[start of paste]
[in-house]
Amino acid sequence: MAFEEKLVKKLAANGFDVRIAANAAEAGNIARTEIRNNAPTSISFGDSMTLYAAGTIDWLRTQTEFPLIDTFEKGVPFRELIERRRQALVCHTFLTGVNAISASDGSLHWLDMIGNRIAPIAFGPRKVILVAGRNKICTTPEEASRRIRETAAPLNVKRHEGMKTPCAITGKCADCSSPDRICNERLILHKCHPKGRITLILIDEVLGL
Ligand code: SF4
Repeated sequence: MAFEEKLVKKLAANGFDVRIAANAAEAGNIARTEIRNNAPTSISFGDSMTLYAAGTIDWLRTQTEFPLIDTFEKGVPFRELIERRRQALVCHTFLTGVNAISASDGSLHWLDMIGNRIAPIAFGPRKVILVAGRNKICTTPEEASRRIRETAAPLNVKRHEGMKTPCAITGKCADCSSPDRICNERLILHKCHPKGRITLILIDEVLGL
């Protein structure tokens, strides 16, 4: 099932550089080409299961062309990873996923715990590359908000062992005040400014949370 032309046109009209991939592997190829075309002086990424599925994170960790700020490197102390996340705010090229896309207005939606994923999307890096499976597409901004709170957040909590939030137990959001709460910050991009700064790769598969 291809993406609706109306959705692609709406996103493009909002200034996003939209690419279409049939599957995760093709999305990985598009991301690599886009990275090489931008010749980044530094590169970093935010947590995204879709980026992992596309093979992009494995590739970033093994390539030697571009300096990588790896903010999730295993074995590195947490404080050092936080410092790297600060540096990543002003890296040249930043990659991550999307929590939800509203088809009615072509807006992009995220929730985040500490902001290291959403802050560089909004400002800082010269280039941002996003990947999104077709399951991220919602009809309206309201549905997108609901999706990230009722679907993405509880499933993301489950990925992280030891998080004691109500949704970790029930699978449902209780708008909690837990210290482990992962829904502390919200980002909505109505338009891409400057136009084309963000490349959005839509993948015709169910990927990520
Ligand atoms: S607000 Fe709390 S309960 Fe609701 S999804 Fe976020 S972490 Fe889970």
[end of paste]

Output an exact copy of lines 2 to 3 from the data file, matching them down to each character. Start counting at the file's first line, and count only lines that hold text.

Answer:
Amino acid sequence: MAFEEKLVKKLAANGFDVRIAANAAEAGNIARTEIRNNAPTSISFGDSMTLYAAGTIDWLRTQTEFPLIDTFEKGVPFRELIERRRQALVCHTFLTGVNAISASDGSLHWLDMIGNRIAPIAFGPRKVILVAGRNKICTTPEEASRRIRETAAPLNVKRHEGMKTPCAITGKCADCSSPDRICNERLILHKCHPKGRITLILIDEVLGL
Ligand code: SF4